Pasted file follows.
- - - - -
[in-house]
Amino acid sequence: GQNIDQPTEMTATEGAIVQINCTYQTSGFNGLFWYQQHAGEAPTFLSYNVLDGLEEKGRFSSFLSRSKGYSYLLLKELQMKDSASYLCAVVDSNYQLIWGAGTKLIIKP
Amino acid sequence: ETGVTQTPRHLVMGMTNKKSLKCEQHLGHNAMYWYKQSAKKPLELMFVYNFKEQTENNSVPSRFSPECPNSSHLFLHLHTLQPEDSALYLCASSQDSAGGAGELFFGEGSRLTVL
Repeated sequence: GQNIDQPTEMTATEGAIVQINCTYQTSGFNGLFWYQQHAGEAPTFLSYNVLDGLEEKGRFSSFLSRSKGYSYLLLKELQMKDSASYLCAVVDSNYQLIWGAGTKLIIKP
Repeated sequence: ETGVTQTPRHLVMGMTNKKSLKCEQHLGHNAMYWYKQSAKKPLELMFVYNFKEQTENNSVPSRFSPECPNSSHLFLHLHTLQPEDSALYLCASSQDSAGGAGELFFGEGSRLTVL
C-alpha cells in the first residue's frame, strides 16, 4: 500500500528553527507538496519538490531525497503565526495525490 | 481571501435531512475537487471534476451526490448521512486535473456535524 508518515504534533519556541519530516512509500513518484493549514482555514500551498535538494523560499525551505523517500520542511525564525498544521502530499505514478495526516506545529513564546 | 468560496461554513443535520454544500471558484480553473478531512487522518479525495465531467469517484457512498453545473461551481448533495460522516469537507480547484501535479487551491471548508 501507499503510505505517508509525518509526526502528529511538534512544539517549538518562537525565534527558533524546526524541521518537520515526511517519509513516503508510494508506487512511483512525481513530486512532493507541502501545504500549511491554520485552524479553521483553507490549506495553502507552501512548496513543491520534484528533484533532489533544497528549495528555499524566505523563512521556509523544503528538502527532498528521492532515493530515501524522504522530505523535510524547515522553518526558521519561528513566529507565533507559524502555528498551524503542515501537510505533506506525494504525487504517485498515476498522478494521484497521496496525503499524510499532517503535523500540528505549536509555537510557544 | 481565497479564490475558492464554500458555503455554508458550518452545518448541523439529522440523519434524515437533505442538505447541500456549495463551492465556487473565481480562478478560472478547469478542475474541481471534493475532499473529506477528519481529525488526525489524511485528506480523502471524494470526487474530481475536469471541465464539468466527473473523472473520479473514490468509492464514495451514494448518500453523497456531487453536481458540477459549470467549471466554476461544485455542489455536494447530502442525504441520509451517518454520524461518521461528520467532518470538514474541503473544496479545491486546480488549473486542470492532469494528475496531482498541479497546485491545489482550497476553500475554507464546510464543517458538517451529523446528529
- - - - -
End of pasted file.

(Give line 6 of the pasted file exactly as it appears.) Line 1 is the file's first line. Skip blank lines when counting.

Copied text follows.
C-alpha cells in the first residue's frame, strides 16, 4: 500500500528553527507538496519538490531525497503565526495525490 | 481571501435531512475537487471534476451526490448521512486535473456535524 508518515504534533519556541519530516512509500513518484493549514482555514500551498535538494523560499525551505523517500520542511525564525498544521502530499505514478495526516506545529513564546 | 468560496461554513443535520454544500471558484480553473478531512487522518479525495465531467469517484457512498453545473461551481448533495460522516469537507480547484501535479487551491471548508 501507499503510505505517508509525518509526526502528529511538534512544539517549538518562537525565534527558533524546526524541521518537520515526511517519509513516503508510494508506487512511483512525481513530486512532493507541502501545504500549511491554520485552524479553521483553507490549506495553502507552501512548496513543491520534484528533484533532489533544497528549495528555499524566505523563512521556509523544503528538502527532498528521492532515493530515501524522504522530505523535510524547515522553518526558521519561528513566529507565533507559524502555528498551524503542515501537510505533506506525494504525487504517485498515476498522478494521484497521496496525503499524510499532517503535523500540528505549536509555537510557544 | 481565497479564490475558492464554500458555503455554508458550518452545518448541523439529522440523519434524515437533505442538505447541500456549495463551492465556487473565481480562478478560472478547469478542475474541481471534493475532499473529506477528519481529525488526525489524511485528506480523502471524494470526487474530481475536469471541465464539468466527473473523472473520479473514490468509492464514495451514494448518500453523497456531487453536481458540477459549470467549471466554476461544485455542489455536494447530502442525504441520509451517518454520524461518521461528520467532518470538514474541503473544496479545491486546480488549473486542470492532469494528475496531482498541479497546485491545489482550497476553500475554507464546510464543517458538517451529523446528529